We Wish Childhood Obesity Were Declining
Count us among the people who wish childhood obesity were declining. Unfortunately, the numbers are not cooperating. A new paper published today in Obesity by Asheley Skinner and colleagues presents a detailed analysis of childhood obesity trends in the latest NHANES analysis and finds “no evidence of a decline in obesity prevalence in any age group.” The first graph (on the right) depicts the data upon which they are basing their conclusion.
Bill Dietz has been front and center for decades in the work of reducing the impact of childhood obesity. He wrote a commentary published alongside Skinner’s new analysis. Dietz argues that one can find signs of progress in the prevention and control of childhood obesity. “It all depends on how you look at it,” he says.
Skinner et al and Dietz agree in many ways. But their conclusions about trends in children between the ages of two and five are distinctly different. Skinner et al say, “The significant decline previously reported in prevalence for 2- to 5-year olds for 2003–2012 is not evident in our results, for girls or boys, when using all data from 1999 to 2014.”
Their data for toddlers are represented in the graph on the left.
Dietz points out that finding a decline in these data “depends on whether you start with the 1999–2000 or 2003–2004 data.” He prefers a trendline that shows a significant decline (on the right) by excluding data before 2003. Dietz goes on to say that declines in the consumption of sugary drinks, fast food, and pizza observed over the past decade lead him to expect declines in obesity for children in this younger age group.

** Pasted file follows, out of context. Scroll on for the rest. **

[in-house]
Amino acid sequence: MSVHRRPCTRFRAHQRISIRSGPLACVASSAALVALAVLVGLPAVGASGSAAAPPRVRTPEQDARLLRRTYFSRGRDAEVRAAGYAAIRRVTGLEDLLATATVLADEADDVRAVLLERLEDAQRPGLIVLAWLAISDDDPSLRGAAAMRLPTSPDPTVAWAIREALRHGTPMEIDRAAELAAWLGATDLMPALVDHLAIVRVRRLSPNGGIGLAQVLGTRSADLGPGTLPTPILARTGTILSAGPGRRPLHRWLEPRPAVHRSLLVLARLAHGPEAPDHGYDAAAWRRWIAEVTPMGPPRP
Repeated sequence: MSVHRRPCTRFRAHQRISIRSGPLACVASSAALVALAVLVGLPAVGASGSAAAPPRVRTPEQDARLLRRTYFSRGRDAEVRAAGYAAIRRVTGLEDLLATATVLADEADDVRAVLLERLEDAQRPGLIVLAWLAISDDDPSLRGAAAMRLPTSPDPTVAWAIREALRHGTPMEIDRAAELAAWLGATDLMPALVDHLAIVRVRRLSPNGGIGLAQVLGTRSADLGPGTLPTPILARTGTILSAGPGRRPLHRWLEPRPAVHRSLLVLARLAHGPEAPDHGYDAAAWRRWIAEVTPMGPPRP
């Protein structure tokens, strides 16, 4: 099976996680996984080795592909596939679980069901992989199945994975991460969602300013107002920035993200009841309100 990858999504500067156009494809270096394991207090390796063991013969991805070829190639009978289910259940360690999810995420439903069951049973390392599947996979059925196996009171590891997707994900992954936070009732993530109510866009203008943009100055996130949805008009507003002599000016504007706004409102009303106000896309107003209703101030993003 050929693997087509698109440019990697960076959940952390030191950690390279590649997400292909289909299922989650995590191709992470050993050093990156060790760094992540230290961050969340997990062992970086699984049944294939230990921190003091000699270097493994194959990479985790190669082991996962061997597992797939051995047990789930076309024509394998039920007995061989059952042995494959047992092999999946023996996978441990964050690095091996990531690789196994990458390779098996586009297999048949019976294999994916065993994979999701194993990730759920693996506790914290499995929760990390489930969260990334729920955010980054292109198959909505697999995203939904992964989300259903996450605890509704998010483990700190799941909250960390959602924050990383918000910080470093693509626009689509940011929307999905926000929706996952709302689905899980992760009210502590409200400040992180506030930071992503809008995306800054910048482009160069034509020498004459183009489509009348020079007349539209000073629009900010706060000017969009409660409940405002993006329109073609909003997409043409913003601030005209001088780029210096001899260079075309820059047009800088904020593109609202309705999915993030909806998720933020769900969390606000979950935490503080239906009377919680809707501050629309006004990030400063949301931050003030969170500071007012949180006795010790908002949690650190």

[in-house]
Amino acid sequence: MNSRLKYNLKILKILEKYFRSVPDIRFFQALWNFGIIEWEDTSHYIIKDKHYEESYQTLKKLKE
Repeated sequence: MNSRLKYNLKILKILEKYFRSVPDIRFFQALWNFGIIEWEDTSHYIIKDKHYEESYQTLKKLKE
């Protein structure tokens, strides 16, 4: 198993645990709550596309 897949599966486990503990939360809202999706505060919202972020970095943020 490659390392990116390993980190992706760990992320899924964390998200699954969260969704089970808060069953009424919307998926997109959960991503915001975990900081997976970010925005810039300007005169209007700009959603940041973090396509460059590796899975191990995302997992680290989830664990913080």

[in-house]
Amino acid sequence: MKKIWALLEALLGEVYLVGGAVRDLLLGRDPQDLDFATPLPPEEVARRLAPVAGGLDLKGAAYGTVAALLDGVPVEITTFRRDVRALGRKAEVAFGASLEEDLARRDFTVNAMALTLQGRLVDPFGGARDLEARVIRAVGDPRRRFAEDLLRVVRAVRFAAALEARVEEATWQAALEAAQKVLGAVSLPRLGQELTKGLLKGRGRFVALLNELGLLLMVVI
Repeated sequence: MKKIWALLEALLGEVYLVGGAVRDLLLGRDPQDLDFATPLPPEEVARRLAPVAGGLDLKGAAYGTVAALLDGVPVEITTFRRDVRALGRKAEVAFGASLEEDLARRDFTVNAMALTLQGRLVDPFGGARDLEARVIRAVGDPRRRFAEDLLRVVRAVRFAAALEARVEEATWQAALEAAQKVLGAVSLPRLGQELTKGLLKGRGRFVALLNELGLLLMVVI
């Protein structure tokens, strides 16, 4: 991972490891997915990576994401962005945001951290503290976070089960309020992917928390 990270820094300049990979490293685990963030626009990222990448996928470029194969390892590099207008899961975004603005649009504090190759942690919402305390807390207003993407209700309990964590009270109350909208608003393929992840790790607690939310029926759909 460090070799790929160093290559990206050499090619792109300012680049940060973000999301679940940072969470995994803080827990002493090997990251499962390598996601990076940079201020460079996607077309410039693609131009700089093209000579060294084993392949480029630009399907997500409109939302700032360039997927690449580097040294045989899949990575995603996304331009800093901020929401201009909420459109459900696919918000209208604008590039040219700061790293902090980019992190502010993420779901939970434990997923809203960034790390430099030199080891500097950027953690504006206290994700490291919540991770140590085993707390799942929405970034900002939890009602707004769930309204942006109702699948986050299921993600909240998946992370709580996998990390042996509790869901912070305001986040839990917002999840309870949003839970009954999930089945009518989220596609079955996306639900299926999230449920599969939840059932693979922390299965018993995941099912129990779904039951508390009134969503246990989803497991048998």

We believe it’s worth stepping back to look at the totality of the data we have. In children between two and five years of age, it seems that the rapid pace of increase in childhood obesity rates of the 1980s and 1990s did not continue past 2000. Since that time, the data has been up and down, as you can see in the graph on the left. This fluctuation may represent the beginning of a decline or it may represent a plateau.
Regardless, it remains clear that overall childhood obesity rates remain high and have not begun to drop. Worse, the burden of severe childhood obesity has grown to affect 4.5 million children and adolescents. Speaking for the Obesity Society, Elsie Taveras says this is where the urgent need lies:
This research emphasizes the urgency with which we must develop and validate a reimbursable standard of care for severe obesity in children and adolescents.
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April 26, 2016